Innovate Finance is off to a good start
Chancellor George Osborne's speech this week end yielded two pieces of good news. The first was more funding for the British Buiness Bank, and the second was a sign that the new talking shop, Innovate Finance, might be able to get things done rather than just talk about getting things done.
Speaking from a vantage point high above Canary Whary, Chancellor Osborne unwrapped an exciting gift before an audience of financial luminaries: "The British Business Bank has already committed over £100 million of new funding to Fin Tech companies and to the development of new and innovative forms of finance," said the Chancellor. "This investment programme has benefited many companies represented here, and many other small, innovative businesses. But I want it to go much further. So today I can announce I am extending the scheme with another £100 million." The full text of the speech is available here.
This is a boost for the newly formed Innovate Finance organisation (IF), which began life in August with the pious aspiration to be an "organisation that will accelerate the UK's leading position in the global financial services sector, by directly supporting the next era of technology-led financial services innovators, whether they be a young start-up or an established industry player."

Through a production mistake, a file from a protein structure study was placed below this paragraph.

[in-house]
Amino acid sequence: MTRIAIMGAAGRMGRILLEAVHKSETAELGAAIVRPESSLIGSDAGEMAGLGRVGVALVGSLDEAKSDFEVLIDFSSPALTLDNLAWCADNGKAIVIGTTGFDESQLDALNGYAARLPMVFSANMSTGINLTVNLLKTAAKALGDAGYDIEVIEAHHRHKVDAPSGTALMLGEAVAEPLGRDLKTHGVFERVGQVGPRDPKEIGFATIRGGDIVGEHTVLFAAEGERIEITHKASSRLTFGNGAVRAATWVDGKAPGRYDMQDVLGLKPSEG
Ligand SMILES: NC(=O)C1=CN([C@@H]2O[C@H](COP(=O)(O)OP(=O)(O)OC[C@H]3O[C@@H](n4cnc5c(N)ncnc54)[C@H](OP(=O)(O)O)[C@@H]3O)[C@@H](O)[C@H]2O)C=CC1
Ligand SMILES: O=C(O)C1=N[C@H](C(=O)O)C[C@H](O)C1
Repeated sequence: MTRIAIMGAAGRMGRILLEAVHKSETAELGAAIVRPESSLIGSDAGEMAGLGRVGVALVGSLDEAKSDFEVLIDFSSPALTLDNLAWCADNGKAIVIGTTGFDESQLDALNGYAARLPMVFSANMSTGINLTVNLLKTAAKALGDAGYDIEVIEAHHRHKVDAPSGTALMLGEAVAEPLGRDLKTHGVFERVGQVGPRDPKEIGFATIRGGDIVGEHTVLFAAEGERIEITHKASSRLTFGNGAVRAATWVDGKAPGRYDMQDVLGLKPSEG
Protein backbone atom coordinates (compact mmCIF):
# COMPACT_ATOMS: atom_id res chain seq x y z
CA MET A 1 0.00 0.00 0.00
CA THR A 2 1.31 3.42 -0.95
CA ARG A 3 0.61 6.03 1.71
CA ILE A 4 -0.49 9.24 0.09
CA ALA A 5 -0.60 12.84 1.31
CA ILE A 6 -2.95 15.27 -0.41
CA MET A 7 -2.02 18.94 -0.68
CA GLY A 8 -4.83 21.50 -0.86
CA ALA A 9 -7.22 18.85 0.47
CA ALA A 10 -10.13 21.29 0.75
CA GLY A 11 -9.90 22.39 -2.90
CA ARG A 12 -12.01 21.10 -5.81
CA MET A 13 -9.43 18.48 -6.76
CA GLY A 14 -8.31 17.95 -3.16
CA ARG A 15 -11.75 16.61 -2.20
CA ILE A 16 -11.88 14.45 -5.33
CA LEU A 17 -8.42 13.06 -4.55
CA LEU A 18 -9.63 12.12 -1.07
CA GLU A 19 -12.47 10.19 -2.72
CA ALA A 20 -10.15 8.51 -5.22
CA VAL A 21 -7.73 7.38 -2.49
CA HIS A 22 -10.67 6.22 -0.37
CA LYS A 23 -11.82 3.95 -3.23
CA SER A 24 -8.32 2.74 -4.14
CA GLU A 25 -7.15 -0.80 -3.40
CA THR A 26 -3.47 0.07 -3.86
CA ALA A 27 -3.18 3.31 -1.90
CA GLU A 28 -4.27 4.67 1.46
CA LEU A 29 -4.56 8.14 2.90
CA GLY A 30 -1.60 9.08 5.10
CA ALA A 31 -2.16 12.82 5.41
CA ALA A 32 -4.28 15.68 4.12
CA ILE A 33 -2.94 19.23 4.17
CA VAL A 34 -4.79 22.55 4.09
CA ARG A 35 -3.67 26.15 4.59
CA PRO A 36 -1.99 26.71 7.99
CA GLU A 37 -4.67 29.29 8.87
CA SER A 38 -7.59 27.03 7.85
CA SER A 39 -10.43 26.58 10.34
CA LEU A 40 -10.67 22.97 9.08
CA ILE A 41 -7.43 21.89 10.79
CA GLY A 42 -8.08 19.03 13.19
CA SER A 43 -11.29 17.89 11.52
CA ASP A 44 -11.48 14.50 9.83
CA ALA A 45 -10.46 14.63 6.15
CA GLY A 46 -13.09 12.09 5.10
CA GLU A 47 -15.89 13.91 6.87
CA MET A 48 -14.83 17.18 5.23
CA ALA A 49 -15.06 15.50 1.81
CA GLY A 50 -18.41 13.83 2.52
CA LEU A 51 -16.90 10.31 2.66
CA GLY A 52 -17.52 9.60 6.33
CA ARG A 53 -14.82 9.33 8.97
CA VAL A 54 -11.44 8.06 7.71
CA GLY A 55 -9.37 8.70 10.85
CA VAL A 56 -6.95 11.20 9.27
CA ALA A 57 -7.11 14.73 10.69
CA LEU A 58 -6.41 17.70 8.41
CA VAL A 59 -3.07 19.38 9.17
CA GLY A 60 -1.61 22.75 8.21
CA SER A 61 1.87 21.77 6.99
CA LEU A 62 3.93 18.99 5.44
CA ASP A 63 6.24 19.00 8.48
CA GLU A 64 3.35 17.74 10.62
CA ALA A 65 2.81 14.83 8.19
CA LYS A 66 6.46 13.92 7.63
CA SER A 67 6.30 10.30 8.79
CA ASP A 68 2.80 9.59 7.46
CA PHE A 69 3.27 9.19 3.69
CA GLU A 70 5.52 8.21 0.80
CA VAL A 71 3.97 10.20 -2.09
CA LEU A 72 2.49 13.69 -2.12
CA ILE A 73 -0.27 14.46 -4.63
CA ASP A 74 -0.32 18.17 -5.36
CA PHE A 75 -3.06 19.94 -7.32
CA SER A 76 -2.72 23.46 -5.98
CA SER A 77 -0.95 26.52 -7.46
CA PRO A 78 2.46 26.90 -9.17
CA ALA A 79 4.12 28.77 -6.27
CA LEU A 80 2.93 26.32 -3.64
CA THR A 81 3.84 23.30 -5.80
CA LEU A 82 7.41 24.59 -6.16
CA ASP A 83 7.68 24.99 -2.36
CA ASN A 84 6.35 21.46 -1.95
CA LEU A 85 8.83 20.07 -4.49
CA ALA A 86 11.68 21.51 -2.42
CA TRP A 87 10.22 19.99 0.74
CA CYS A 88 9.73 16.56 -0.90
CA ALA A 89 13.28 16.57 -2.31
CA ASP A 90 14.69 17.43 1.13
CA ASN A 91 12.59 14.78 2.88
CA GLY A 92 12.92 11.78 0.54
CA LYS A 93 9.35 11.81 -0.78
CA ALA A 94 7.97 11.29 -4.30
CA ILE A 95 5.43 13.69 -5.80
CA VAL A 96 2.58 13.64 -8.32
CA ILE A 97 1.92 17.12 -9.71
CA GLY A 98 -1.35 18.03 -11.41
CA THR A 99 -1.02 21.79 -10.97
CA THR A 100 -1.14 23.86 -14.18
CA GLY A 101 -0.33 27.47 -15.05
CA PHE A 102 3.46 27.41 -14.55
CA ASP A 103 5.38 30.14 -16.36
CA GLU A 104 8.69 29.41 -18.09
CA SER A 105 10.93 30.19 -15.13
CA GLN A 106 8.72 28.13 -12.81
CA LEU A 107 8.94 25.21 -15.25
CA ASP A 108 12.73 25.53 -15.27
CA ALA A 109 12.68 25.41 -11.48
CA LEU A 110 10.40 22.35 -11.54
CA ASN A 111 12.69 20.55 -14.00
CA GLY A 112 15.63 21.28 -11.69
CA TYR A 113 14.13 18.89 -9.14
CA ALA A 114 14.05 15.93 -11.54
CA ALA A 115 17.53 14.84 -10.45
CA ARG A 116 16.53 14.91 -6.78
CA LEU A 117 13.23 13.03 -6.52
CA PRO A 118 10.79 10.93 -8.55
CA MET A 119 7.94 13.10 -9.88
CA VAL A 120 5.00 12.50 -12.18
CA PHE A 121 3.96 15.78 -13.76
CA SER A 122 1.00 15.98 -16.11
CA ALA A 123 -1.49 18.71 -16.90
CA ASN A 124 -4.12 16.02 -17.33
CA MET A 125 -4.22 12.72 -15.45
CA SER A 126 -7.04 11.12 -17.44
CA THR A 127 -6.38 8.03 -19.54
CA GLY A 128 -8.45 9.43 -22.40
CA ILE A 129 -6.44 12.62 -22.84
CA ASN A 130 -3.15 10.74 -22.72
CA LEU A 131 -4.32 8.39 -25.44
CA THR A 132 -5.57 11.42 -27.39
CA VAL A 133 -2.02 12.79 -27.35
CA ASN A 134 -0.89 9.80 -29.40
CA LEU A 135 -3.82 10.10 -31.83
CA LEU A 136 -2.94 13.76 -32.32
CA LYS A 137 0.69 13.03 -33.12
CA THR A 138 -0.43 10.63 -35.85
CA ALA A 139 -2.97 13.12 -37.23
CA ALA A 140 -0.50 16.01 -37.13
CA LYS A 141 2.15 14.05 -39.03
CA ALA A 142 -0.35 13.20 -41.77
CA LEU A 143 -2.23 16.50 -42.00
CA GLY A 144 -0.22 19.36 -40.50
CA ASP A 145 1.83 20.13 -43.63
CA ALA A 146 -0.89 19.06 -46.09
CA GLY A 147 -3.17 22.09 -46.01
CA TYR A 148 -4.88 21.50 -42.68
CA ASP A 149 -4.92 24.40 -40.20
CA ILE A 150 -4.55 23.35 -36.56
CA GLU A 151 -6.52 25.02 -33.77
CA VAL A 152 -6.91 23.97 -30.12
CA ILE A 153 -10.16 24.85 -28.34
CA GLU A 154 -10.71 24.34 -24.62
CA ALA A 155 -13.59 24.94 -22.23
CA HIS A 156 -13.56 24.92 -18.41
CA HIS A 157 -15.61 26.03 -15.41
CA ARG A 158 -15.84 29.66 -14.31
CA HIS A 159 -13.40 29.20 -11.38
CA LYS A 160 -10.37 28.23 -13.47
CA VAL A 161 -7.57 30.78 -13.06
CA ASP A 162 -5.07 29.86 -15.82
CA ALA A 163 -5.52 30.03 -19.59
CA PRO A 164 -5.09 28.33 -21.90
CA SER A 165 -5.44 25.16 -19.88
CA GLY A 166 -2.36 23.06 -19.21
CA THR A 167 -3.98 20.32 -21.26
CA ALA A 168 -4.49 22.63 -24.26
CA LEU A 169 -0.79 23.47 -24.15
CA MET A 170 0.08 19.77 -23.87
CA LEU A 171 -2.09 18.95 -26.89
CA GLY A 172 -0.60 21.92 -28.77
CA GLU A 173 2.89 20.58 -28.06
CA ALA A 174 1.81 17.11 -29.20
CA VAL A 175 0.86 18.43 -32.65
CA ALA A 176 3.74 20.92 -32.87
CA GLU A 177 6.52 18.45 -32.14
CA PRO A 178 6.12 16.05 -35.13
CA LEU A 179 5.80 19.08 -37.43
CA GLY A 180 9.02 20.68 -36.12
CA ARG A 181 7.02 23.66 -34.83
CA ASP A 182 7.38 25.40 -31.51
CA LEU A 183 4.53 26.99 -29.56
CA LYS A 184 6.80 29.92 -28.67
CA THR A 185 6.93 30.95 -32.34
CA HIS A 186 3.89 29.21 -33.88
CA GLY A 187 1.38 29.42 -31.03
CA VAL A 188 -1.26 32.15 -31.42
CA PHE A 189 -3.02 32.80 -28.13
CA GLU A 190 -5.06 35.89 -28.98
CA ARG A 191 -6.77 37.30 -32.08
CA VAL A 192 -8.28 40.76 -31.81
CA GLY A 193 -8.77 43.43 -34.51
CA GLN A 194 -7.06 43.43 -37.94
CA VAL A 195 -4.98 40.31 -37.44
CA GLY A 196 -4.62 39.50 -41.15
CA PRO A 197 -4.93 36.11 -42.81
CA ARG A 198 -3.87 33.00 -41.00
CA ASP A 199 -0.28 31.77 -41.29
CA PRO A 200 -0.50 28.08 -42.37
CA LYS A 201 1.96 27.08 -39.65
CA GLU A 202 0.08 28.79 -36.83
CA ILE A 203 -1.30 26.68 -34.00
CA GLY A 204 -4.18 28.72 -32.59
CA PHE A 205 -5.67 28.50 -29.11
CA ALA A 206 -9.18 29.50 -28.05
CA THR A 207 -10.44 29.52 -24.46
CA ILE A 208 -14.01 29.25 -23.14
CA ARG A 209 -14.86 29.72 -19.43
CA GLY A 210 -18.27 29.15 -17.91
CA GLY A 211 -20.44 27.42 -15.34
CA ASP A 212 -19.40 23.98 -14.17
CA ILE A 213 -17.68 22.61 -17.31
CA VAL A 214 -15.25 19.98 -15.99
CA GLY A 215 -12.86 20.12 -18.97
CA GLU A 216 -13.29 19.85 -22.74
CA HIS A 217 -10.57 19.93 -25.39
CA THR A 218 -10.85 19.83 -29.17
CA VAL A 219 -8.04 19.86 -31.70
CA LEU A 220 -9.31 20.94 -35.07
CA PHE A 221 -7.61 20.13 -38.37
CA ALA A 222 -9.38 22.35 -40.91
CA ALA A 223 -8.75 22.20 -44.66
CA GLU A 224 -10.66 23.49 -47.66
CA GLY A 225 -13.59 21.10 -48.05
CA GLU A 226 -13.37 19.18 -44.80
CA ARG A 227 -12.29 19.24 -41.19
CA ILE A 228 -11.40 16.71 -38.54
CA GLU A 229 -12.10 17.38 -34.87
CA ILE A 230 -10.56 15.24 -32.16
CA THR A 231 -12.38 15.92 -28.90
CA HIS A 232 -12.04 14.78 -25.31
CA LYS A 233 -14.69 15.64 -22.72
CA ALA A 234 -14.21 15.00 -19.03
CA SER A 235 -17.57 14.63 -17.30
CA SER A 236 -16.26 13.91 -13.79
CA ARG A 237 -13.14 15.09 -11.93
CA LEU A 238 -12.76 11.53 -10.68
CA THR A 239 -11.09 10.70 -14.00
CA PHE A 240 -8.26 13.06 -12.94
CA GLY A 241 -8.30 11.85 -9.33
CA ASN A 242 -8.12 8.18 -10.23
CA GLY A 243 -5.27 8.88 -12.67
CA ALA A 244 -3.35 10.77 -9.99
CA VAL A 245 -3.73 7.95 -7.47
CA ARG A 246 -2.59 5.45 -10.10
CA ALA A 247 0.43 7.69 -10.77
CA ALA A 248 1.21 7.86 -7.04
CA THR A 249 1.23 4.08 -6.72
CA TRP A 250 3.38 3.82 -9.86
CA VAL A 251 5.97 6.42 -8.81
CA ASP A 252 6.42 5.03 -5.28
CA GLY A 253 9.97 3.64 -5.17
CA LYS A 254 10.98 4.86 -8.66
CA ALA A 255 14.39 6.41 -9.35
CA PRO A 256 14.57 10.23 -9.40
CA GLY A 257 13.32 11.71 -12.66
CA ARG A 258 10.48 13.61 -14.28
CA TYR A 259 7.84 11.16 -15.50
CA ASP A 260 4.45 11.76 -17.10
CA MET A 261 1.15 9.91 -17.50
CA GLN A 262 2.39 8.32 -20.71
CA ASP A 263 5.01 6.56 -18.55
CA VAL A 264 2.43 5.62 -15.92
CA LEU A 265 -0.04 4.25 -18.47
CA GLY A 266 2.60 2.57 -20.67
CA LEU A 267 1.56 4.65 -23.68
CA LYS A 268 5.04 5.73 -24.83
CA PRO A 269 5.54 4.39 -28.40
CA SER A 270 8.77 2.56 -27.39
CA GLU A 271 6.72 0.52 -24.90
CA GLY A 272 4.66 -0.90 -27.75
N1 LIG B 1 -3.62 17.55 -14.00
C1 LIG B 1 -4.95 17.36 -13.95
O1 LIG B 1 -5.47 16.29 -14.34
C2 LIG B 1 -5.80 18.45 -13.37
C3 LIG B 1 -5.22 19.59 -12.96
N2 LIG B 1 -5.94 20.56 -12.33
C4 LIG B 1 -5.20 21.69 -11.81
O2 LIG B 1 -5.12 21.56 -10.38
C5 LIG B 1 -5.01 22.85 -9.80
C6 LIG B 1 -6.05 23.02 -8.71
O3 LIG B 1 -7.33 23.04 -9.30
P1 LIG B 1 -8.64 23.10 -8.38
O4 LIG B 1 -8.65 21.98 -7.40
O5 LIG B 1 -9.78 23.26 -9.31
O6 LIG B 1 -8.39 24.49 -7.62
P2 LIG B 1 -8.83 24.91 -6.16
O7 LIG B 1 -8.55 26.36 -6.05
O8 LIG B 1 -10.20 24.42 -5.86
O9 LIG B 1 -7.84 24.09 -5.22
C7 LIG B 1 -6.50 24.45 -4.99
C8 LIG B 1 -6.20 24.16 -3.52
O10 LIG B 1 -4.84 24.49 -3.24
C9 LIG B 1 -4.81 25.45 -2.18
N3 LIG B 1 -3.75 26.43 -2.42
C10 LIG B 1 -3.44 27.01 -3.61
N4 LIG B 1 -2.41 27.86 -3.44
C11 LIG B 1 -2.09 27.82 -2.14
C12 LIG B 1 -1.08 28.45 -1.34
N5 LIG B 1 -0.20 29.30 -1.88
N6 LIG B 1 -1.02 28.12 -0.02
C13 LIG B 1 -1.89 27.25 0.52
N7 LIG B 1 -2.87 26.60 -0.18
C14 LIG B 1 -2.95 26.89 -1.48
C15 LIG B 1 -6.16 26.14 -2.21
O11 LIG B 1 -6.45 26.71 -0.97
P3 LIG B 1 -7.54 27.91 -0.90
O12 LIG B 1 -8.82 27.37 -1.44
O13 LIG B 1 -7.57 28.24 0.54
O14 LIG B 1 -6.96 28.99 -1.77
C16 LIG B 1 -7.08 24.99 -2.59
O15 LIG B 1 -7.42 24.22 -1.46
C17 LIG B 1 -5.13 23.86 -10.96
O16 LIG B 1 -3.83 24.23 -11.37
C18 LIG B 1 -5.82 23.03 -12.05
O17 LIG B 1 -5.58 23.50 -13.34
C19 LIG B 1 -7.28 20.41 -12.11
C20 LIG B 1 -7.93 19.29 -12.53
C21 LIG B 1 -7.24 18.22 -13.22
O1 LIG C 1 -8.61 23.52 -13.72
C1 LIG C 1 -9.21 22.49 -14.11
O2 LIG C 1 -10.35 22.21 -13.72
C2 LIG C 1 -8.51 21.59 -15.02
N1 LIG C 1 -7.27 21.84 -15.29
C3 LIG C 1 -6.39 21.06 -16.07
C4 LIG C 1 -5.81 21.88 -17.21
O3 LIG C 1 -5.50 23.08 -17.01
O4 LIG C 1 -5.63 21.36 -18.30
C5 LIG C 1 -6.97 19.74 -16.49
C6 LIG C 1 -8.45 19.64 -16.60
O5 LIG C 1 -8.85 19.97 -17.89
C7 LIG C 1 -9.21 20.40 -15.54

IF is a generalist body, and covers high-tech developments in payments as well as innovative developments in financial engineering, such as crowdfunding. IF has already hosted its first talking shop – or round–table discussion, if you prefer. The Osborne event, however, produced far more than just talk - £100 million more.
There are, however, few signs of the new body getting to grips with one of the biggest issues confronting the crowdfunding industry - the consultation process to allow assets on crowdfunding platforms to be included in New Individual Savings Accounts (NISAs), with their generous £15,000 limit. That may be becasue many of IF's members are banks, whose interest will not be served by allowing crowdfunders to enter the NISA market.
If the outcome of the Treasury's consultation process favours the inclusion of crowd-funded equity and debt, the sector will get a turbo-charged boost, according to industry research from analysts such as Liberum, as reported recently on this site.
So IF is off to a good start, but the crowdfunding industry needs definite guidelines on NISA eligibility sooner, rather than later. Government funding is welcome and wanted, but crowdfunding needs to be able to reach the crowd, and NISA is surely the way forward.